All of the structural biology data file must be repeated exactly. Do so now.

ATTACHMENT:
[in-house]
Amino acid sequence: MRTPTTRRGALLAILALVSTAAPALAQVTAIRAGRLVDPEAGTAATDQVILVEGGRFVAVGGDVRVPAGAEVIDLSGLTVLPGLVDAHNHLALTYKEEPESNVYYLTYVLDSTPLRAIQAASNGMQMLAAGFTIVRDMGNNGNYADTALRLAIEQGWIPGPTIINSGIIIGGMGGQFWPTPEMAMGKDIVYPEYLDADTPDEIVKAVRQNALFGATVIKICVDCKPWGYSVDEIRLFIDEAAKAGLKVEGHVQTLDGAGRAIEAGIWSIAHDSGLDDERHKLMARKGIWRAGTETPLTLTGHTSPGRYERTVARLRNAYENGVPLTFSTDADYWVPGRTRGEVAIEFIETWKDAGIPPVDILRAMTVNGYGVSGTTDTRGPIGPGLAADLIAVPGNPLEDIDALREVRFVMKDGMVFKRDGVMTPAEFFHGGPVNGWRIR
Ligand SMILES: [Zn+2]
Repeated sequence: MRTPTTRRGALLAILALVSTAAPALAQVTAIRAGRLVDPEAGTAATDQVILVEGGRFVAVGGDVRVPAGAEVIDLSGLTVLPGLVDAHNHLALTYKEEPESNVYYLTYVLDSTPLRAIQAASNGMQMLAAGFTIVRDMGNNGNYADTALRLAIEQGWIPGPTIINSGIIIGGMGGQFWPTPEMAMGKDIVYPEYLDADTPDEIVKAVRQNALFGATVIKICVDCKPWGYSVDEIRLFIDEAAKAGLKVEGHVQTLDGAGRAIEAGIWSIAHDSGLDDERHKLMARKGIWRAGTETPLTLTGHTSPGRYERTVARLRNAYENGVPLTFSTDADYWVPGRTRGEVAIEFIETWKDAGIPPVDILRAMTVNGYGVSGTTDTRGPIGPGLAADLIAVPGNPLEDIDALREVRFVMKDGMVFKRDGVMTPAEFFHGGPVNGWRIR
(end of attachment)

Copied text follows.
[in-house]
Amino acid sequence: MRTPTTRRGALLAILALVSTAAPALAQVTAIRAGRLVDPEAGTAATDQVILVEGGRFVAVGGDVRVPAGAEVIDLSGLTVLPGLVDAHNHLALTYKEEPESNVYYLTYVLDSTPLRAIQAASNGMQMLAAGFTIVRDMGNNGNYADTALRLAIEQGWIPGPTIINSGIIIGGMGGQFWPTPEMAMGKDIVYPEYLDADTPDEIVKAVRQNALFGATVIKICVDCKPWGYSVDEIRLFIDEAAKAGLKVEGHVQTLDGAGRAIEAGIWSIAHDSGLDDERHKLMARKGIWRAGTETPLTLTGHTSPGRYERTVARLRNAYENGVPLTFSTDADYWVPGRTRGEVAIEFIETWKDAGIPPVDILRAMTVNGYGVSGTTDTRGPIGPGLAADLIAVPGNPLEDIDALREVRFVMKDGMVFKRDGVMTPAEFFHGGPVNGWRIR
Ligand SMILES: [Zn+2]
Repeated sequence: MRTPTTRRGALLAILALVSTAAPALAQVTAIRAGRLVDPEAGTAATDQVILVEGGRFVAVGGDVRVPAGAEVIDLSGLTVLPGLVDAHNHLALTYKEEPESNVYYLTYVLDSTPLRAIQAASNGMQMLAAGFTIVRDMGNNGNYADTALRLAIEQGWIPGPTIINSGIIIGGMGGQFWPTPEMAMGKDIVYPEYLDADTPDEIVKAVRQNALFGATVIKICVDCKPWGYSVDEIRLFIDEAAKAGLKVEGHVQTLDGAGRAIEAGIWSIAHDSGLDDERHKLMARKGIWRAGTETPLTLTGHTSPGRYERTVARLRNAYENGVPLTFSTDADYWVPGRTRGEVAIEFIETWKDAGIPPVDILRAMTVNGYGVSGTTDTRGPIGPGLAADLIAVPGNPLEDIDALREVRFVMKDGMVFKRDGVMTPAEFFHGGPVNGWRIR